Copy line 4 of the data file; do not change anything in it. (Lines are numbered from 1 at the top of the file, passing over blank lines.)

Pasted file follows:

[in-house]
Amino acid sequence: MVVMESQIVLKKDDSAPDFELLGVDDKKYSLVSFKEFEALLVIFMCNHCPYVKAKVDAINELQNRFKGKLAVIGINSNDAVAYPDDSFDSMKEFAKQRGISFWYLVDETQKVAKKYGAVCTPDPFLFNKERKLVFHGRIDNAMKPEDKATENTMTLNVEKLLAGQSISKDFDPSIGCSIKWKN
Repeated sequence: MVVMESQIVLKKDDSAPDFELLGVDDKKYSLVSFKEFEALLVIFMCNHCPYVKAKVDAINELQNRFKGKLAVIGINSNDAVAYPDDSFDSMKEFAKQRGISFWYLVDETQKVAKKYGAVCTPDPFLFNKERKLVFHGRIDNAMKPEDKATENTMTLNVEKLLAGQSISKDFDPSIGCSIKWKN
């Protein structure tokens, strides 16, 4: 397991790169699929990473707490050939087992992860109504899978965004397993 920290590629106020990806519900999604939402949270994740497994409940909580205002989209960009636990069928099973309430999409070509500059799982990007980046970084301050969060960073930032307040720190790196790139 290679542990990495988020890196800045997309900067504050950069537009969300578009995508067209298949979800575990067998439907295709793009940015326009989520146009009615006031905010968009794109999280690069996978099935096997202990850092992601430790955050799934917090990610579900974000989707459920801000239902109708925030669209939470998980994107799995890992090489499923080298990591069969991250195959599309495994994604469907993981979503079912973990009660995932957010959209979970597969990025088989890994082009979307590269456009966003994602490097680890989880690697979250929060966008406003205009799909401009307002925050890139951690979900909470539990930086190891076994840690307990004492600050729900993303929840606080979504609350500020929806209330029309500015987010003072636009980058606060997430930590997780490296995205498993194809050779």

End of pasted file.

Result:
């Protein structure tokens, strides 16, 4: 397991790169699929990473707490050939087992992860109504899978965004397993 920290590629106020990806519900999604939402949270994740497994409940909580205002989209960009636990069928099973309430999409070509500059799982990007980046970084301050969060960073930032307040720190790196790139 290679542990990495988020890196800045997309900067504050950069537009969300578009995508067209298949979800575990067998439907295709793009940015326009989520146009009615006031905010968009794109999280690069996978099935096997202990850092992601430790955050799934917090990610579900974000989707459920801000239902109708925030669209939470998980994107799995890992090489499923080298990591069969991250195959599309495994994604469907993981979503079912973990009660995932957010959209979970597969990025088989890994082009979307590269456009966003994602490097680890989880690697979250929060966008406003205009799909401009307002925050890139951690979900909470539990930086190891076994840690307990004492600050729900993303929840606080979504609350500020929806209330029309500015987010003072636009980058606060997430930590997780490296995205498993194809050779």